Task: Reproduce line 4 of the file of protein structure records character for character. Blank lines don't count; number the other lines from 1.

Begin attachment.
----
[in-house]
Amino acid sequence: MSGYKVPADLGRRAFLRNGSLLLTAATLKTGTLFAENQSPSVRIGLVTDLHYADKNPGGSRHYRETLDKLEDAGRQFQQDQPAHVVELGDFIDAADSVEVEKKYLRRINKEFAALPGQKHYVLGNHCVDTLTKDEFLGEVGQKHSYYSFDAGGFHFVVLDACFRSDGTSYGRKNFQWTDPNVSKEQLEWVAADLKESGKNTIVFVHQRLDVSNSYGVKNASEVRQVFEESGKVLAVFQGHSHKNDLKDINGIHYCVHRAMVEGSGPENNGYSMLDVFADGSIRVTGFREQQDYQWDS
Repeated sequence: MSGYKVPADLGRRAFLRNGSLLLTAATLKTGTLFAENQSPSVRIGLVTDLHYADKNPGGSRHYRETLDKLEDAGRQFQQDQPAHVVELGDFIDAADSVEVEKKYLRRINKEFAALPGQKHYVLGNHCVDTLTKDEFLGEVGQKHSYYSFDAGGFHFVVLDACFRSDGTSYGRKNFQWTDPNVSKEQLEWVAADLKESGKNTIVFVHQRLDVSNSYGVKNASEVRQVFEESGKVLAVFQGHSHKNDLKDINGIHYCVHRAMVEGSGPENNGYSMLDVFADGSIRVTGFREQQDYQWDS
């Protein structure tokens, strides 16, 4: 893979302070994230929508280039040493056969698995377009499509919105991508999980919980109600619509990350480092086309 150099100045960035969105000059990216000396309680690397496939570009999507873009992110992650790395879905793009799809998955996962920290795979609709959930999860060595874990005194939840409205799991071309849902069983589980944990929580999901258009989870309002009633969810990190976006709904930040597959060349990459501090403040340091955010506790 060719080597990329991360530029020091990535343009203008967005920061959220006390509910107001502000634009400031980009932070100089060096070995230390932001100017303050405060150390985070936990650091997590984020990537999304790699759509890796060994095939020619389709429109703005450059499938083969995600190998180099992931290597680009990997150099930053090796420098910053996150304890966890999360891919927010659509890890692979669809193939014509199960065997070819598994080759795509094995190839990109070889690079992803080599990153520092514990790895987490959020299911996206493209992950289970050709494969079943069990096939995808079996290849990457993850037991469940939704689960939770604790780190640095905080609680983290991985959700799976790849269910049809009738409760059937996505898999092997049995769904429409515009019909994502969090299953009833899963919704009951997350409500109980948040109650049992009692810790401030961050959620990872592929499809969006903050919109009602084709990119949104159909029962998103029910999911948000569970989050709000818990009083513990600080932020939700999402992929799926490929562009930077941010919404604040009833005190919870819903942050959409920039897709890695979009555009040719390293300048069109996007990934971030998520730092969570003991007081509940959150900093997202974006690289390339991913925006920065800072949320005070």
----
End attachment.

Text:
């Protein structure tokens, strides 16, 4: 893979302070994230929508280039040493056969698995377009499509919105991508999980919980109600619509990350480092086309 150099100045960035969105000059990216000396309680690397496939570009999507873009992110992650790395879905793009799809998955996962920290795979609709959930999860060595874990005194939840409205799991071309849902069983589980944990929580999901258009989870309002009633969810990190976006709904930040597959060349990459501090403040340091955010506790 060719080597990329991360530029020091990535343009203008967005920061959220006390509910107001502000634009400031980009932070100089060096070995230390932001100017303050405060150390985070936990650091997590984020990537999304790699759509890796060994095939020619389709429109703005450059499938083969995600190998180099992931290597680009990997150099930053090796420098910053996150304890966890999360891919927010659509890890692979669809193939014509199960065997070819598994080759795509094995190839990109070889690079992803080599990153520092514990790895987490959020299911996206493209992950289970050709494969079943069990096939995808079996290849990457993850037991469940939704689960939770604790780190640095905080609680983290991985959700799976790849269910049809009738409760059937996505898999092997049995769904429409515009019909994502969090299953009833899963919704009951997350409500109980948040109650049992009692810790401030961050959620990872592929499809969006903050919109009602084709990119949104159909029962998103029910999911948000569970989050709000818990009083513990600080932020939700999402992929799926490929562009930077941010919404604040009833005190919870819903942050959409920039897709890695979009555009040719390293300048069109996007990934971030998520730092969570003991007081509940959150900093997202974006690289390339991913925006920065800072949320005070």